Director: Niki Caro
Cast: Kevin Costner, Maria Bello, Ramiro Rodriguez
“McFarland, USA” started to look like yet another sports team film where a coach turns around a bunch of losers into winners.
And just then I was wondering this to be sports underdogs repeat, the genuineness of the story, the pitch perfect performance by Kevin Costner and some lovely locales and grand natural settings started to win me in. Then onwards it was a ride that made me cry, smile and imagine that as a human race for us nothing is impossible and there are many who scale beyond so many hardships to achieve what a majority can’t even think of.
The story begins in August 1987 in Boise, Idaho, when a high school football coach named Jim White — that name will end up being very convenient to the story — gets fired from his job after throwing a shoe in the direction of a snotty kid who’s talking back to him, accidentally bloodying him. The coach, with a history of anger issues, has to move to McFarland, California, because the only school that’s ready to hire him is there, in the hinterlands of America.
McFarland seems a farming town with a predominantly Mexican-American population. At a restaurant, Costner tries to order a burger, but can’t get one. Same day the family encounters a group of young men cruising in their cars and believes they’re dangerous.
At the new school, where Costner is made an assistant coach of the football team, sees that the head coach is a idiot who can’t win but is cruel enough to send a kid with a concussion back onto the field. Natural to Costner, they argue and he is off team.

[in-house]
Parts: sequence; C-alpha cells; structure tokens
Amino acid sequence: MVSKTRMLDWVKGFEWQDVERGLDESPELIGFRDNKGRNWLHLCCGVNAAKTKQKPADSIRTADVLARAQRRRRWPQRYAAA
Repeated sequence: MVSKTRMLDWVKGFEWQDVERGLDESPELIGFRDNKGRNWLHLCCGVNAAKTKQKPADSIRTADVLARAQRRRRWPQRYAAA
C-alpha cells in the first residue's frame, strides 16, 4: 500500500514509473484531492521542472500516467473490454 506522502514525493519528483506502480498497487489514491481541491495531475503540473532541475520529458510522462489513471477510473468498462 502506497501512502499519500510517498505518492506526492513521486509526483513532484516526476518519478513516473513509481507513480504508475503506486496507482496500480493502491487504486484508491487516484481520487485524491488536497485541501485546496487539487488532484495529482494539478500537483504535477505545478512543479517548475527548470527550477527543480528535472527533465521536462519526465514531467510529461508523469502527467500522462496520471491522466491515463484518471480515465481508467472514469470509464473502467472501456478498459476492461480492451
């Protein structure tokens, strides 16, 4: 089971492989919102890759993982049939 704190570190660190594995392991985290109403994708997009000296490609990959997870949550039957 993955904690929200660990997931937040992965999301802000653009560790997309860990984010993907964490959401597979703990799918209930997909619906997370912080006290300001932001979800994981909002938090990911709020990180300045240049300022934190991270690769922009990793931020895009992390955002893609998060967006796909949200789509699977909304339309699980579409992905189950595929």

But White (Costner) being White comes up with a different idea after seeing the boys. These boys, who spend all their non-school hours picking in the fields for their parents, could make great runners is what he believes and promises to create a great cross-country team.
Thinking and believing are things in mind; creation is actual on the ground. Especially in a setting like this where winning has never been seen before. “Nobody wins around here, White,” he’s told. The best runner in the bunch, Thomas (Carlos Pratts), is a troubled teen with a troubled father. To add to issues families are reluctant because coaching takes hours that is generally used in helping families earn their bread. But Costner as in his brilliant compassionate ways persists. He eats with them, runs with them till he can and works with them on the fields. Not only he buys respect of his wards, he also earns it from their families.
For Costner, this was familiar territory. If there was one actor who could have done this, it was he. He could have pulled this off in sleep. After watching this, its tough to imagine anyone else do it the way Costner pulls it off.
If you keep wondering what’s climax, am sure you have not seen many sports underdog films. It’s normal that they end up being champion. The climax is amazing when we see what happens to White and his team in later years. It might make you cry again but that’s ok, all’s good for a few happy moments.